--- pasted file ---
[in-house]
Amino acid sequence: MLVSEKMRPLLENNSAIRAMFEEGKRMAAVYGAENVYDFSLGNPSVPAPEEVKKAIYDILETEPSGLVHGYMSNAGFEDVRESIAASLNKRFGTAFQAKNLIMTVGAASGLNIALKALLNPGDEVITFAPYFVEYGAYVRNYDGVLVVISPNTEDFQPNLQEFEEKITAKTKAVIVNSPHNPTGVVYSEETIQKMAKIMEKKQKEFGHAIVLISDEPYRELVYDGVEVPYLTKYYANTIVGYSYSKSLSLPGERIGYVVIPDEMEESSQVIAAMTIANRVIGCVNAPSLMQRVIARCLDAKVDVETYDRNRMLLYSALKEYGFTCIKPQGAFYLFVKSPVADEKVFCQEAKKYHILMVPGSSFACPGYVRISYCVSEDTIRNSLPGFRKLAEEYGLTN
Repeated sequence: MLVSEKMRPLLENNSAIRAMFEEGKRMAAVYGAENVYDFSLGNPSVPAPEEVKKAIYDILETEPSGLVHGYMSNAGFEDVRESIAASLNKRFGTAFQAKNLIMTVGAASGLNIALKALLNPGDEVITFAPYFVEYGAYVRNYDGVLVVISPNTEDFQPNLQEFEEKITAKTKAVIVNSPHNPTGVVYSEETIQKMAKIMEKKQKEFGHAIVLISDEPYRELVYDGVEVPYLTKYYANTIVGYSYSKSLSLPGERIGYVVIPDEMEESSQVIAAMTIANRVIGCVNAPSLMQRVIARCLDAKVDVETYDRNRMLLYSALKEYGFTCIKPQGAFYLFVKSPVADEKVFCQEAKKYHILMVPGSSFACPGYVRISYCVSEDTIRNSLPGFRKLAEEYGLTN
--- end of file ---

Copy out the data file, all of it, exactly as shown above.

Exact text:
[in-house]
Amino acid sequence: MLVSEKMRPLLENNSAIRAMFEEGKRMAAVYGAENVYDFSLGNPSVPAPEEVKKAIYDILETEPSGLVHGYMSNAGFEDVRESIAASLNKRFGTAFQAKNLIMTVGAASGLNIALKALLNPGDEVITFAPYFVEYGAYVRNYDGVLVVISPNTEDFQPNLQEFEEKITAKTKAVIVNSPHNPTGVVYSEETIQKMAKIMEKKQKEFGHAIVLISDEPYRELVYDGVEVPYLTKYYANTIVGYSYSKSLSLPGERIGYVVIPDEMEESSQVIAAMTIANRVIGCVNAPSLMQRVIARCLDAKVDVETYDRNRMLLYSALKEYGFTCIKPQGAFYLFVKSPVADEKVFCQEAKKYHILMVPGSSFACPGYVRISYCVSEDTIRNSLPGFRKLAEEYGLTN
Repeated sequence: MLVSEKMRPLLENNSAIRAMFEEGKRMAAVYGAENVYDFSLGNPSVPAPEEVKKAIYDILETEPSGLVHGYMSNAGFEDVRESIAASLNKRFGTAFQAKNLIMTVGAASGLNIALKALLNPGDEVITFAPYFVEYGAYVRNYDGVLVVISPNTEDFQPNLQEFEEKITAKTKAVIVNSPHNPTGVVYSEETIQKMAKIMEKKQKEFGHAIVLISDEPYRELVYDGVEVPYLTKYYANTIVGYSYSKSLSLPGERIGYVVIPDEMEESSQVIAAMTIANRVIGCVNAPSLMQRVIARCLDAKVDVETYDRNRMLLYSALKEYGFTCIKPQGAFYLFVKSPVADEKVFCQEAKKYHILMVPGSSFACPGYVRISYCVSEDTIRNSLPGFRKLAEEYGLTN